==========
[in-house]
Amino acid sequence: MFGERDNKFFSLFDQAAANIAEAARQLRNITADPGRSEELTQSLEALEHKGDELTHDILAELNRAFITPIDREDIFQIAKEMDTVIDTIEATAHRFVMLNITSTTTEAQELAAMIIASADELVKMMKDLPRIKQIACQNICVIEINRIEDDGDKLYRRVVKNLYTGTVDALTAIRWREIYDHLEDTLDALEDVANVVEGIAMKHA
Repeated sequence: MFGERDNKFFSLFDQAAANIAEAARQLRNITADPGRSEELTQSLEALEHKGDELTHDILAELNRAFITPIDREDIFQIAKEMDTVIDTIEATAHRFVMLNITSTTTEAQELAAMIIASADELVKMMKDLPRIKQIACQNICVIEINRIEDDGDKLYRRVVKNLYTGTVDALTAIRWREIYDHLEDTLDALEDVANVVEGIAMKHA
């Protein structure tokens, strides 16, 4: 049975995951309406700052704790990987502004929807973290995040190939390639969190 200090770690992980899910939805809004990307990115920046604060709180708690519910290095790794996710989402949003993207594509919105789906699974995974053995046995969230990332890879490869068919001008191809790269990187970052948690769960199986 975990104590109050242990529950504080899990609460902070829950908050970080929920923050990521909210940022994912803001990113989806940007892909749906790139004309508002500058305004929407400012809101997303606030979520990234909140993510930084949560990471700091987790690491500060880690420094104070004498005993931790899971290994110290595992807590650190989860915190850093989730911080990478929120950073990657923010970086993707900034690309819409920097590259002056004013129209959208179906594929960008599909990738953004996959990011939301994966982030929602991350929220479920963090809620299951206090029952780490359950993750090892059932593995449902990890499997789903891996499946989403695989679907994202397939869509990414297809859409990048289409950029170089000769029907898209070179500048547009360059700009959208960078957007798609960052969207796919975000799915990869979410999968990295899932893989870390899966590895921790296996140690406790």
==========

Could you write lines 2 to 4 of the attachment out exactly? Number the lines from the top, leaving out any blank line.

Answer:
Amino acid sequence: MFGERDNKFFSLFDQAAANIAEAARQLRNITADPGRSEELTQSLEALEHKGDELTHDILAELNRAFITPIDREDIFQIAKEMDTVIDTIEATAHRFVMLNITSTTTEAQELAAMIIASADELVKMMKDLPRIKQIACQNICVIEINRIEDDGDKLYRRVVKNLYTGTVDALTAIRWREIYDHLEDTLDALEDVANVVEGIAMKHA
Repeated sequence: MFGERDNKFFSLFDQAAANIAEAARQLRNITADPGRSEELTQSLEALEHKGDELTHDILAELNRAFITPIDREDIFQIAKEMDTVIDTIEATAHRFVMLNITSTTTEAQELAAMIIASADELVKMMKDLPRIKQIACQNICVIEINRIEDDGDKLYRRVVKNLYTGTVDALTAIRWREIYDHLEDTLDALEDVANVVEGIAMKHA
């Protein structure tokens, strides 16, 4: 049975995951309406700052704790990987502004929807973290995040190939390639969190 200090770690992980899910939805809004990307990115920046604060709180708690519910290095790794996710989402949003993207594509919105789906699974995974053995046995969230990332890879490869068919001008191809790269990187970052948690769960199986 975990104590109050242990529950504080899990609460902070829950908050970080929920923050990521909210940022994912803001990113989806940007892909749906790139004309508002500058305004929407400012809101997303606030979520990234909140993510930084949560990471700091987790690491500060880690420094104070004498005993931790899971290994110290595992807590650190989860915190850093989730911080990478929120950073990657923010970086993707900034690309819409920097590259002056004013129209959208179906594929960008599909990738953004996959990011939301994966982030929602991350929220479920963090809620299951206090029952780490359950993750090892059932593995449902990890499997789903891996499946989403695989679907994202397939869509990414297809859409990048289409950029170089000769029907898209070179500048547009360059700009959208960078957007798609960052969207796919975000799915990869979410999968990295899932893989870390899966590895921790296996140690406790």